Alaska Airlines is currently in the process of removing all its Airbus aircraft from the operation. A decision comes following several of these being ex-Virgin America aircraft that Alaska acquired following a merger in 2016.
Having said goodbye to the A320, they’re now removing their A321s from the operation and instead moving ahead with Boeing for narrowbody jets. In turn, becoming a single operator.
According to executives, the company is looking for a new home for these planes. Alaska Airlines believes buyers are out there for their A321neos; it’s just a process of understanding how to receive the maximum value.
As several of the A321neos are already on leases, the company wants to understand how to structure deals, potentially including buying the aircraft out of leases per Cirium. It becomes a more complicated process than one may imagine and results from a merger. Further highlighting some of the downsides to companies coming together.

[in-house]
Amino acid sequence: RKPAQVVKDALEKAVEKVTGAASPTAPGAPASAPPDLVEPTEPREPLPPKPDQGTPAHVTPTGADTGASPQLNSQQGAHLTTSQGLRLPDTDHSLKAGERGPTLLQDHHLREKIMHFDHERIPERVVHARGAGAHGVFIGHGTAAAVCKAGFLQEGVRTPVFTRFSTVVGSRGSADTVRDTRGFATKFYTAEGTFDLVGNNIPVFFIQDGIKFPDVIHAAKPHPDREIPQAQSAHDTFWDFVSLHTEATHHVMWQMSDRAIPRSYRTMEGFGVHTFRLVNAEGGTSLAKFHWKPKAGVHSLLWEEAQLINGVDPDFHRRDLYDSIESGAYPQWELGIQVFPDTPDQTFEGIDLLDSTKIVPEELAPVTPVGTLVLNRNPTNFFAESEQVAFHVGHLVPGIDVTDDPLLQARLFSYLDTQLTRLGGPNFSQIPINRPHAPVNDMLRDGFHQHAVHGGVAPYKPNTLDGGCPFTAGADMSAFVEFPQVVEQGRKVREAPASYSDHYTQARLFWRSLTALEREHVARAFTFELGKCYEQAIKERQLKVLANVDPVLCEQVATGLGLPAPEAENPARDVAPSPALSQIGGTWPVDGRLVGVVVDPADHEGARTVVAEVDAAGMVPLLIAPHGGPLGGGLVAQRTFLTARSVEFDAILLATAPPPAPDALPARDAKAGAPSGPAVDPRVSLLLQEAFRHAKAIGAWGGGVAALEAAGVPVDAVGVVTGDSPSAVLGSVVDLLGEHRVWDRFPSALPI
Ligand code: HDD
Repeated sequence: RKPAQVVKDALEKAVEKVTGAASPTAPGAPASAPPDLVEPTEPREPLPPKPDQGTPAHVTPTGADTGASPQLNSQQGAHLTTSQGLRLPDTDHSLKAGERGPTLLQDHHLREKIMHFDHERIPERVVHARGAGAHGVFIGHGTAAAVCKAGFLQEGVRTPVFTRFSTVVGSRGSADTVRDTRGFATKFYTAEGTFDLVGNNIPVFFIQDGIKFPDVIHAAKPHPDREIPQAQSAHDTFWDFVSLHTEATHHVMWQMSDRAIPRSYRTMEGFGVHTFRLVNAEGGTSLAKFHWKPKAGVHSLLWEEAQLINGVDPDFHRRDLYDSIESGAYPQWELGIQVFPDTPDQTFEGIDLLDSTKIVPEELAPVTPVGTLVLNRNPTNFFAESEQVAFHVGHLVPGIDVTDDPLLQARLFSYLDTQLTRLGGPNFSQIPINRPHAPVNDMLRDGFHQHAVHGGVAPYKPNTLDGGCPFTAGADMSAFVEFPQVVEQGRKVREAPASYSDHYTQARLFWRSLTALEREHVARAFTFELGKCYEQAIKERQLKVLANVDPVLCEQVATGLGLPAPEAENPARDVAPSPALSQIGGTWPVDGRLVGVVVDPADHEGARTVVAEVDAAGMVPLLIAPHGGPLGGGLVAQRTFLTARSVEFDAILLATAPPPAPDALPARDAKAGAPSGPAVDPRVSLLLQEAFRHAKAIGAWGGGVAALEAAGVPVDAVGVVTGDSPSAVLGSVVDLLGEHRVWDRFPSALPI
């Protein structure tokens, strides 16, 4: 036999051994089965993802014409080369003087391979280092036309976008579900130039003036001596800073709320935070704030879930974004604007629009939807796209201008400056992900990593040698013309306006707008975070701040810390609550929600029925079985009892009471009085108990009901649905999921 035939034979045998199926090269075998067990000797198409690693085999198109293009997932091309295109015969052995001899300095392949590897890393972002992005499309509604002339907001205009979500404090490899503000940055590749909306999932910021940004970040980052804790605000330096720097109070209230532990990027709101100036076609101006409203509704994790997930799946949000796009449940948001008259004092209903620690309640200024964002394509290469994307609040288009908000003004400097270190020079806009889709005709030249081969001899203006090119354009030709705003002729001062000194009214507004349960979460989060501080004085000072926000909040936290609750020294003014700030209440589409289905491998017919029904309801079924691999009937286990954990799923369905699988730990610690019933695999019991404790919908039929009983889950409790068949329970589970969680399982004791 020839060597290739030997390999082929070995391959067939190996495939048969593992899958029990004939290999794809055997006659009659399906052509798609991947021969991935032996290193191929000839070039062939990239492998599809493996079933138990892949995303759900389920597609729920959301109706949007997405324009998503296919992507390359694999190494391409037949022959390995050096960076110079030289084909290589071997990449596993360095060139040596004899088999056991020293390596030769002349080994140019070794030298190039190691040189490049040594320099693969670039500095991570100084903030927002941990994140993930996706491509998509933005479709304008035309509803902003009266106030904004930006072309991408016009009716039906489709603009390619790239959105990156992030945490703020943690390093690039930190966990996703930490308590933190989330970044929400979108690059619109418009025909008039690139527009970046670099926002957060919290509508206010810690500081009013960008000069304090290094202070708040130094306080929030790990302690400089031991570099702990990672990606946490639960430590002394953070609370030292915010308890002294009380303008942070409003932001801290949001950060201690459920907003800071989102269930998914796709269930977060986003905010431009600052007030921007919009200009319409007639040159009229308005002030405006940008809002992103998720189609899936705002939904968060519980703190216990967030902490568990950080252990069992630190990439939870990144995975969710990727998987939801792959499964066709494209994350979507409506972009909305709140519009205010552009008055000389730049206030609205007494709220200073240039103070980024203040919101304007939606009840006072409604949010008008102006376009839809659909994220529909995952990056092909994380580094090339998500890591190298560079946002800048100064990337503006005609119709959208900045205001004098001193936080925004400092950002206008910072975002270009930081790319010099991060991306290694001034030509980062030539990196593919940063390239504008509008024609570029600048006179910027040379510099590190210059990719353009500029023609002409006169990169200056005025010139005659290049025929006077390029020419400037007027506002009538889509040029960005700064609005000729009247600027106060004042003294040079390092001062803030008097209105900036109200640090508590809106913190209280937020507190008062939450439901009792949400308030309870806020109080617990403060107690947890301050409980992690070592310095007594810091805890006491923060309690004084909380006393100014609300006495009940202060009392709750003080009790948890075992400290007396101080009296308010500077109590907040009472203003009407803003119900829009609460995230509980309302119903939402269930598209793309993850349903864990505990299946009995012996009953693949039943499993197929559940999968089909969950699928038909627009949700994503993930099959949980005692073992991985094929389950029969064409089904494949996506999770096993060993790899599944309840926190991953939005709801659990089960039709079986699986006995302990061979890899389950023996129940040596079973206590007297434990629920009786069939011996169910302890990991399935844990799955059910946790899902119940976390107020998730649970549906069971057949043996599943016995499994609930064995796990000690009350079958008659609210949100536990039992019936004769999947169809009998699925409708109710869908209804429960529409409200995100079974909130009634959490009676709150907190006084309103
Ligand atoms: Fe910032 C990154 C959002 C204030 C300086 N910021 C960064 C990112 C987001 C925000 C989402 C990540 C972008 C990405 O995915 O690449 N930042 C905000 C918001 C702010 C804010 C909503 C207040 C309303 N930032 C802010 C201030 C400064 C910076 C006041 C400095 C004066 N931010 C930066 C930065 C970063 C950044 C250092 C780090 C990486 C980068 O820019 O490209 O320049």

The aircraft came to Alaska Airlines during the merger with Virgin America, so technically, an order was never placed directly with Airbus. As such, while they’ve been in the Alaska Airlines fleet for over half a decade, there’s now no longer a place in their fleet for Alaska.
Removing the A321neos alongside the A320s is a big decision for the airline. They describe the decision to move towards a single fleet as hugely important to their long-term goals.
The 737 MAX will play a pivotal role in Alaska’s long-term future. The airline will eventually fly the 737-8, 737-9 and 737-10 with commitments for all. It’s the latter that currently has a rather grey cloud surrounding it. Boeing has yet to be able to certify the 737-10, and as such, it cannot fly with customers such as Alaska.